ISO 9001 is all about providing a base framework to ensure Quality. So how is that done you ask? Well, it’s really quite simple and it starts with Documented Information. If you’re part of a company, unless you’re government subsidized, you Do Something or Make Something valuable to other people. Either EVERYTHING is done verbally, which is not efficient and not a good way to ensure quality, or you write something down. Usually you write procedures to tell the next guy you hire how to do the work, or to remind you two years later when you forgot all the great things you came up with in today’s team meeting. Along the way, you’re going to need to check to make sure the parts dimensions are correct, or a checklist to make sure you did everything you set out to do. There is an old saying that I love, and it goes “Nothing good ever happened before pen was put to paper.” So, if you check dimensions or do a checklist, WRITE IT DOWN AND SAVE IT SOMEWHERE. Your “Control of Documented Information Procedure” will tell you where that “somewhere” is. It will tell you who is allowed to put it there, and who is allowed to edit it, and maybe how long you need to keep it. For example, medical records must be kept for 40 YEARS past the last date of employment. So let’s say Jim worked for you for 40 years and had an accident his first week on the job, looks like you have to keep records for 80 years. Good thing you have a well-documented system for keep tracking of procedures and records. Beyond that, say you build a widget, maybe you make the best stapler in the world that always goes through all the pages and can staple 2 or 100 pages together effortlessly. I’ve got news for you, you didn’t design an awesome stapler, you created intellectual property such as material specs, technical drawings, contracts with suppliers, inspection forms that are used during manufacture, and so on. You created a whole heap of intellectual property. If you don’t store it, protect it, and properly track changes and revisions, your business is going to be in serious trouble in a few years. Documentation is where it starts.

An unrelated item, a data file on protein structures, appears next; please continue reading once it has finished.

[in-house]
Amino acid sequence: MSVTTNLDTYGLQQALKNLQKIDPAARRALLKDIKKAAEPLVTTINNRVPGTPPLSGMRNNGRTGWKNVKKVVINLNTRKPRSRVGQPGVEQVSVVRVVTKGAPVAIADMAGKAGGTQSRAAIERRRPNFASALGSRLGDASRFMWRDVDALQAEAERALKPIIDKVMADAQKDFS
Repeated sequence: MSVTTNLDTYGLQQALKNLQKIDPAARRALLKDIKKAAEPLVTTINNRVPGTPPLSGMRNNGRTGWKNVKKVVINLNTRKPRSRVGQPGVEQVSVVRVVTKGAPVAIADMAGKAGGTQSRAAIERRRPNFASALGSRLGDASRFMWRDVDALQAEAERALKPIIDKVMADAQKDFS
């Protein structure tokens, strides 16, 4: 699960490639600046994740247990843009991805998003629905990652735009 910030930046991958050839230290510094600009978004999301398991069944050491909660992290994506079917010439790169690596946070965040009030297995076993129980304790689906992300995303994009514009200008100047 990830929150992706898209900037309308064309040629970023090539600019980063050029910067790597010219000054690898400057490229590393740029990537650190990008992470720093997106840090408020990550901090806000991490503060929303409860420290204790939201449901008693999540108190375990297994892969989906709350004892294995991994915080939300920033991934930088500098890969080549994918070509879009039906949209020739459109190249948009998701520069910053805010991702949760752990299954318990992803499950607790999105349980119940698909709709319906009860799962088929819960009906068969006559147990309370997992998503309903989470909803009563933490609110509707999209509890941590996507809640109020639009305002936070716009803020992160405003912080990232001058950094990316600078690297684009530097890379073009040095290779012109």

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Once your documentation systems are somewhat in place, (they will evolve as your program does) it’s time to get to the work. First, let’s hit on leadership. I’m going to be honest, not all leadership “gets it.” They just know their biggest customer is pushing for ISO 9001, or some other standard, and they are ordering you to “get ISO 9001” as though it were a product to purchase at a supplier. If this is your management team, you have my condolences. All hope is not lost, though. This places you in a WONDERFUL position to develop those dormant leadership skills and inspire your team to action as you show value for each process and each improvement. Show them the light at the end of the tunnel, that fewer reworks, more efficiency, less headache and a more enjoyable job are at the end of the ISO Rainbow. Now that “Leadership” is established, it’s time to get to work on developing a “Quality Policy” – effectively a mission statement for your Quality Management System, but this one has key objectives attached to it, so you can measure how good of a job you did next year.